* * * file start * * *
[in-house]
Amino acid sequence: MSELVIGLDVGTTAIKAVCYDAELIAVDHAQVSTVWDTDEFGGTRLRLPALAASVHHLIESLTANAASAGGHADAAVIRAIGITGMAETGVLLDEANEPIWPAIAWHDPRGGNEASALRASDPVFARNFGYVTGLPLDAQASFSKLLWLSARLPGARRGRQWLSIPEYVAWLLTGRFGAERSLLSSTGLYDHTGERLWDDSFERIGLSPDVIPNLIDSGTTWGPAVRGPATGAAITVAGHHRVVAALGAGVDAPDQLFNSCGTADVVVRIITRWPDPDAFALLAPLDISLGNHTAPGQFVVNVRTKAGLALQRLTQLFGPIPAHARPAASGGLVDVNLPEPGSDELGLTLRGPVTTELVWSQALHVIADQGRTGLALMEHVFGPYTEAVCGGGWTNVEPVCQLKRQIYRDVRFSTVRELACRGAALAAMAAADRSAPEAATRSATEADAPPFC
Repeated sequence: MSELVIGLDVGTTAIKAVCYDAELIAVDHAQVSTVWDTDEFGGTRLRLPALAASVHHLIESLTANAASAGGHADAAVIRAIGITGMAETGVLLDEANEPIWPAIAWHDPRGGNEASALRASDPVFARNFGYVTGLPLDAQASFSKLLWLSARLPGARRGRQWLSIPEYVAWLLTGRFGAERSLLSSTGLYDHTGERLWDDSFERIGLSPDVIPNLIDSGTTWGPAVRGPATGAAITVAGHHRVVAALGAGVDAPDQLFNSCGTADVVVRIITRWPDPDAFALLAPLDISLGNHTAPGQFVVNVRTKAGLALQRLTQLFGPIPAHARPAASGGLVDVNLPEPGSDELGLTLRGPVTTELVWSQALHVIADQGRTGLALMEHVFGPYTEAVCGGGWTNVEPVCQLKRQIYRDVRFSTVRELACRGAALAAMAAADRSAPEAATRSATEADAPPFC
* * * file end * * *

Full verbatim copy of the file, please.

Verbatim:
[in-house]
Amino acid sequence: MSELVIGLDVGTTAIKAVCYDAELIAVDHAQVSTVWDTDEFGGTRLRLPALAASVHHLIESLTANAASAGGHADAAVIRAIGITGMAETGVLLDEANEPIWPAIAWHDPRGGNEASALRASDPVFARNFGYVTGLPLDAQASFSKLLWLSARLPGARRGRQWLSIPEYVAWLLTGRFGAERSLLSSTGLYDHTGERLWDDSFERIGLSPDVIPNLIDSGTTWGPAVRGPATGAAITVAGHHRVVAALGAGVDAPDQLFNSCGTADVVVRIITRWPDPDAFALLAPLDISLGNHTAPGQFVVNVRTKAGLALQRLTQLFGPIPAHARPAASGGLVDVNLPEPGSDELGLTLRGPVTTELVWSQALHVIADQGRTGLALMEHVFGPYTEAVCGGGWTNVEPVCQLKRQIYRDVRFSTVRELACRGAALAAMAAADRSAPEAATRSATEADAPPFC
Repeated sequence: MSELVIGLDVGTTAIKAVCYDAELIAVDHAQVSTVWDTDEFGGTRLRLPALAASVHHLIESLTANAASAGGHADAAVIRAIGITGMAETGVLLDEANEPIWPAIAWHDPRGGNEASALRASDPVFARNFGYVTGLPLDAQASFSKLLWLSARLPGARRGRQWLSIPEYVAWLLTGRFGAERSLLSSTGLYDHTGERLWDDSFERIGLSPDVIPNLIDSGTTWGPAVRGPATGAAITVAGHHRVVAALGAGVDAPDQLFNSCGTADVVVRIITRWPDPDAFALLAPLDISLGNHTAPGQFVVNVRTKAGLALQRLTQLFGPIPAHARPAASGGLVDVNLPEPGSDELGLTLRGPVTTELVWSQALHVIADQGRTGLALMEHVFGPYTEAVCGGGWTNVEPVCQLKRQIYRDVRFSTVRELACRGAALAAMAAADRSAPEAATRSATEADAPPFC